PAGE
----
Toyota Prius Plug-In (2016-2022) range, MPG, CO2 & charging

The Toyota Prius Plug-in offers a competitive electric range and easy charging. The petrol engine reduces range anxiety for longer journeys, too

Overall rating

4.0 out of 5

Range, MPG, CO2 & charging rating

4.0 out of 5

Price
£31,864 - £45,369
Fuel Type:
Hybrid Petrol
Fuel economyCO2 emissionsElectric rangeWallbox charge time
188-217mpg28g/km34 miles2hrs 30mins (0-100%, 3.7kW)

While the Toyota Prius Plug-In's claimed economy of 188-217mpg should be taken with a pinch of salt, if you recharge religiously, close to 100mpg is easily possible, keeping running costs incredibly low.

Toyota Prius Plug-In range

Of course, the official fuel-economy test result of 188-217mpg is incredibly impressive, but in reality it’ll be difficult to match that figure unless you spend 99% of your time driving around town and can recharge your car frequently.

However, with most driver’s average daily mileage rarely exceeding a maximum of 40 miles, with the Prius’ all-electric range of 34 miles it means that if you can plug in at home and your destination, filling up at a fuel station might not be a regular occurrence.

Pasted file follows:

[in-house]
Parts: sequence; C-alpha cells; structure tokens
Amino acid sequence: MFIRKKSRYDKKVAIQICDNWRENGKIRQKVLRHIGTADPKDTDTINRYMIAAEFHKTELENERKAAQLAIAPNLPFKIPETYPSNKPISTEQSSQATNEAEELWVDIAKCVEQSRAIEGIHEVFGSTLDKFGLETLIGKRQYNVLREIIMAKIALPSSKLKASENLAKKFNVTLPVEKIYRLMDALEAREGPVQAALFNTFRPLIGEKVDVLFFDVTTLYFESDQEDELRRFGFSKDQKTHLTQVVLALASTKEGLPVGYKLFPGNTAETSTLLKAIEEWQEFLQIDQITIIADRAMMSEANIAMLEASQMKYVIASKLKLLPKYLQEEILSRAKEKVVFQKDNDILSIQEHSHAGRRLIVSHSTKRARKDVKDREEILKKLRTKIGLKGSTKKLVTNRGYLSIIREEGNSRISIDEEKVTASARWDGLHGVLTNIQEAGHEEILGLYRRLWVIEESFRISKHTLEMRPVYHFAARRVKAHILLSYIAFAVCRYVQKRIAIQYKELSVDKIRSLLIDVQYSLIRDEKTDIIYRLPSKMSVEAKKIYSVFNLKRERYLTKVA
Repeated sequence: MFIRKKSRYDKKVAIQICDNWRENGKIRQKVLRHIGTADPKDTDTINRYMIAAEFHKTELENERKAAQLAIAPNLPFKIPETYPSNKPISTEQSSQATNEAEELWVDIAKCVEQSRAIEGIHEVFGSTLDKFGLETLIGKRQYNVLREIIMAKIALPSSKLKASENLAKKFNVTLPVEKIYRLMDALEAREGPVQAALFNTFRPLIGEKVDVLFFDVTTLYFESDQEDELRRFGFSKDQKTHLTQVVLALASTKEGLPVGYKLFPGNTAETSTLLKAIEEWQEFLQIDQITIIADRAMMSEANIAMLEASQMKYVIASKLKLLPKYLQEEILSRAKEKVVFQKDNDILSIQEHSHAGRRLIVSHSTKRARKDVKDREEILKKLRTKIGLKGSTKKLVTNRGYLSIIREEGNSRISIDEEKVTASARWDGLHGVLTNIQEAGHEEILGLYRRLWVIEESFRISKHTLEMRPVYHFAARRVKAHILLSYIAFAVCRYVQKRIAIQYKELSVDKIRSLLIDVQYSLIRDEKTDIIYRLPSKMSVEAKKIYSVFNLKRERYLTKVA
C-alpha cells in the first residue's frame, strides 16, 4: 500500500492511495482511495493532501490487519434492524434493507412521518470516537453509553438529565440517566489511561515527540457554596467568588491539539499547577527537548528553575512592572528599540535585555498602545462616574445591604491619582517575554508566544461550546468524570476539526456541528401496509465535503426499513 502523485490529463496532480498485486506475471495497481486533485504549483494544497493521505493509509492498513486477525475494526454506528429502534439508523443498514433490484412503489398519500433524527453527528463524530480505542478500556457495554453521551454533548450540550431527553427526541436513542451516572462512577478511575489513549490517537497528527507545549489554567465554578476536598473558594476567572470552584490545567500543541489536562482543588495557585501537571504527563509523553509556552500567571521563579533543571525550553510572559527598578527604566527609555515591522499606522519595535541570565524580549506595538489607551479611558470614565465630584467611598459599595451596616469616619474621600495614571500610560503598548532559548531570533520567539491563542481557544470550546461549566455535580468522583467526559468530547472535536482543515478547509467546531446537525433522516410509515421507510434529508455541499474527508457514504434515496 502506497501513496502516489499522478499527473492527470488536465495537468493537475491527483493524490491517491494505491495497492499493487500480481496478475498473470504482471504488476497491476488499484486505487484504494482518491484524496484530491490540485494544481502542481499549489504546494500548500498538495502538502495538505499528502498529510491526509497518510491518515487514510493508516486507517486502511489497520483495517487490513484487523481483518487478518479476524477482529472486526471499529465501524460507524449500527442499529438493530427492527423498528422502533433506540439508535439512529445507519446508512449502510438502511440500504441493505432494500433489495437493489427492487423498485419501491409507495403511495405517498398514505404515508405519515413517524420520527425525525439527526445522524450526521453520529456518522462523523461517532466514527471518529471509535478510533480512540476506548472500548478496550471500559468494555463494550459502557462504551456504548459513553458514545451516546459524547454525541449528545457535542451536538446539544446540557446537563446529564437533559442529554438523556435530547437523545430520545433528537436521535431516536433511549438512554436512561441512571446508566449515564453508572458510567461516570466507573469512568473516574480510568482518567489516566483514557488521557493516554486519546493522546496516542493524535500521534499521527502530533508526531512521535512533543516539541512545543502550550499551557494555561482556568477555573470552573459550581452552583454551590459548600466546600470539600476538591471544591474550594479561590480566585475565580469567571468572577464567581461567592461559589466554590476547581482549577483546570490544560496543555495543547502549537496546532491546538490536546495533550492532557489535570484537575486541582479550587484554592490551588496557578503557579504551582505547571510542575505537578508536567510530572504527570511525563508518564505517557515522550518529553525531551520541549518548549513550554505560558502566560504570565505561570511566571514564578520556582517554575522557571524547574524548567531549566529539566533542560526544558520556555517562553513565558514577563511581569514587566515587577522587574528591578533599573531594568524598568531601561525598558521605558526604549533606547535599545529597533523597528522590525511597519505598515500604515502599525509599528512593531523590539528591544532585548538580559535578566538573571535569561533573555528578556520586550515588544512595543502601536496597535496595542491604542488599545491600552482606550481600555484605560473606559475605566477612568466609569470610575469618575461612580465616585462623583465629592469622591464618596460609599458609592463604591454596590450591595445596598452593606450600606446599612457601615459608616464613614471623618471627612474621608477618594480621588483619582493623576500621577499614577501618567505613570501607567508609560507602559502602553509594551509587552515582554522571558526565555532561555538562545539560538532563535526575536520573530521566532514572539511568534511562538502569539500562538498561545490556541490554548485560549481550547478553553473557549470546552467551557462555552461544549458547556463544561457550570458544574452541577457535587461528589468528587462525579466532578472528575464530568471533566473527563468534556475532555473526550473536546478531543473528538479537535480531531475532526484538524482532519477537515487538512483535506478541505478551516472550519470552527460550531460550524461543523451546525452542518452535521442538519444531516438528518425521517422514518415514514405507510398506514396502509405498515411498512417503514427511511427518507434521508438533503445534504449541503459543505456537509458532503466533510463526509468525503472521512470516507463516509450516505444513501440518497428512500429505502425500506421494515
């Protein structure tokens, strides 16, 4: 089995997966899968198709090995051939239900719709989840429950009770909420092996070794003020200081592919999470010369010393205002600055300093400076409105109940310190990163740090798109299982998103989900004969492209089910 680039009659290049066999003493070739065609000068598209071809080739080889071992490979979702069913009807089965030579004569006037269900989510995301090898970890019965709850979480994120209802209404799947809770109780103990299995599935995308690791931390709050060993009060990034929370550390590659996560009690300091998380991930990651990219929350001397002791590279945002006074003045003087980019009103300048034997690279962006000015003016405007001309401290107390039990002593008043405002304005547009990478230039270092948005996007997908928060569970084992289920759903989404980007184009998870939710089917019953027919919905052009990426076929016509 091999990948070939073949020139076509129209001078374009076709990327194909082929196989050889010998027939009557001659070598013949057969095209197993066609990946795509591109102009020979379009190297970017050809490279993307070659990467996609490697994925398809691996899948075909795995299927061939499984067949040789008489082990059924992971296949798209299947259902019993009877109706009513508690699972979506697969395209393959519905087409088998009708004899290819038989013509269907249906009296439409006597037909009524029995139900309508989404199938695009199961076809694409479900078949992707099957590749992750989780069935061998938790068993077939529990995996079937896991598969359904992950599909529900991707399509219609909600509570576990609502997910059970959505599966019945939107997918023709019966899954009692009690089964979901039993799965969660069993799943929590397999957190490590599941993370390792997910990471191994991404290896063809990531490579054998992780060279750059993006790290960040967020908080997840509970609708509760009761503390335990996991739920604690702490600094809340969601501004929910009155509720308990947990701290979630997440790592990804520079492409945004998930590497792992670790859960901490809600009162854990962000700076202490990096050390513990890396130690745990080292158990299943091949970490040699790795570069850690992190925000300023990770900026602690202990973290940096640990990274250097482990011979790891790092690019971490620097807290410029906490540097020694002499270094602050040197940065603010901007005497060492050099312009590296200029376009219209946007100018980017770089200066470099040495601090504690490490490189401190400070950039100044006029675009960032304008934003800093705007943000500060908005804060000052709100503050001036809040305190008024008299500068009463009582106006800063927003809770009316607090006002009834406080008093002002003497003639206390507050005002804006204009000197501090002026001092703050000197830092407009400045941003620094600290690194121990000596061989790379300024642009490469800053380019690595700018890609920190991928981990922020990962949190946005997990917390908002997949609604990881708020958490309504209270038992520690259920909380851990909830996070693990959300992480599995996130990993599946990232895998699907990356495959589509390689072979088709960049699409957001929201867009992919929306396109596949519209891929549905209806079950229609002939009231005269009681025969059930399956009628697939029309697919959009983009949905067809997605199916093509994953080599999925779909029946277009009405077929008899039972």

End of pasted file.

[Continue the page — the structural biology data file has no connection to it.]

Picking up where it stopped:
A plug-in hybrid gives you the flexibility to travel long distances if you need to, and over an extensive road test our sister title Auto Express found that the Prius Plug-In returned excellent real-world fuel economy of 67mpg. Based on these figures, with that 34-mile zero-emissions range built in, you’ll be able to travel 638 miles, which is a big cruising range given the fuel tank is only 43 litres.

Charge time

The Prius Plug-In comes with two different types of charging cable: a regular three-pin plug to give added flexibility and a Type 2 cable that’s compatible with home wallboxes and public charging points. With an 8.8kWh battery, the car takes around four hours to charge from a domestic socket, while a wallbox cuts this to approximately two-and-a-half hours thanks to the Prius’ 3.3kW charging capability.

The Toyota has a built-in charging timer, too, so if you’re topping up at home overnight then you can set the system to draw its charge when your home switches over to a lower cost off-peak electricity tariff.

There was also a solar roof option, which uses cells mounted on the car’s roof to draw energy from the sun. It’s not much, but this energy can be diverted to power the climate-control and infotainment, taking the load off the engine and/or battery to improve economy.

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